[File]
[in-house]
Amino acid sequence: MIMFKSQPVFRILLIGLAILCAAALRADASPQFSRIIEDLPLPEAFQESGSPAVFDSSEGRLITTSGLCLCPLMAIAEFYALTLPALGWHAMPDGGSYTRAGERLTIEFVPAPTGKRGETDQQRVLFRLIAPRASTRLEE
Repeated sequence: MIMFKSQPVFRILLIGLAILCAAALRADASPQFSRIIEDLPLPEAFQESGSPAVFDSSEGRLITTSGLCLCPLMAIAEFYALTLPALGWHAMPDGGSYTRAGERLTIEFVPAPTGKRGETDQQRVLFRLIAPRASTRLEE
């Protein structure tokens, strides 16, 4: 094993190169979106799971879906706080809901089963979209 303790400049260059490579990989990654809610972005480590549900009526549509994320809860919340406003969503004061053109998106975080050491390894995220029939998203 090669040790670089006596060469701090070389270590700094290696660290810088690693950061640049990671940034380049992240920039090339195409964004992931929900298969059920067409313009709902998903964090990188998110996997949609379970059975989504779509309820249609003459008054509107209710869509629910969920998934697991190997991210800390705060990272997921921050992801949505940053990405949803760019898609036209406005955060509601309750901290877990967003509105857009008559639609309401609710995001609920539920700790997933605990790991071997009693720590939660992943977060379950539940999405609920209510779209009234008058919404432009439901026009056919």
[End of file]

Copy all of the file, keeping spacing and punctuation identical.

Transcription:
[in-house]
Amino acid sequence: MIMFKSQPVFRILLIGLAILCAAALRADASPQFSRIIEDLPLPEAFQESGSPAVFDSSEGRLITTSGLCLCPLMAIAEFYALTLPALGWHAMPDGGSYTRAGERLTIEFVPAPTGKRGETDQQRVLFRLIAPRASTRLEE
Repeated sequence: MIMFKSQPVFRILLIGLAILCAAALRADASPQFSRIIEDLPLPEAFQESGSPAVFDSSEGRLITTSGLCLCPLMAIAEFYALTLPALGWHAMPDGGSYTRAGERLTIEFVPAPTGKRGETDQQRVLFRLIAPRASTRLEE
């Protein structure tokens, strides 16, 4: 094993190169979106799971879906706080809901089963979209 303790400049260059490579990989990654809610972005480590549900009526549509994320809860919340406003969503004061053109998106975080050491390894995220029939998203 090669040790670089006596060469701090070389270590700094290696660290810088690693950061640049990671940034380049992240920039090339195409964004992931929900298969059920067409313009709902998903964090990188998110996997949609379970059975989504779509309820249609003459008054509107209710869509629910969920998934697991190997991210800390705060990272997921921050992801949505940053990405949803760019898609036209406005955060509601309750901290877990967003509105857009008559639609309401609710995001609920539920700790997933605990790991071997009693720590939660992943977060379950539940999405609920209510779209009234008058919404432009439901026009056919």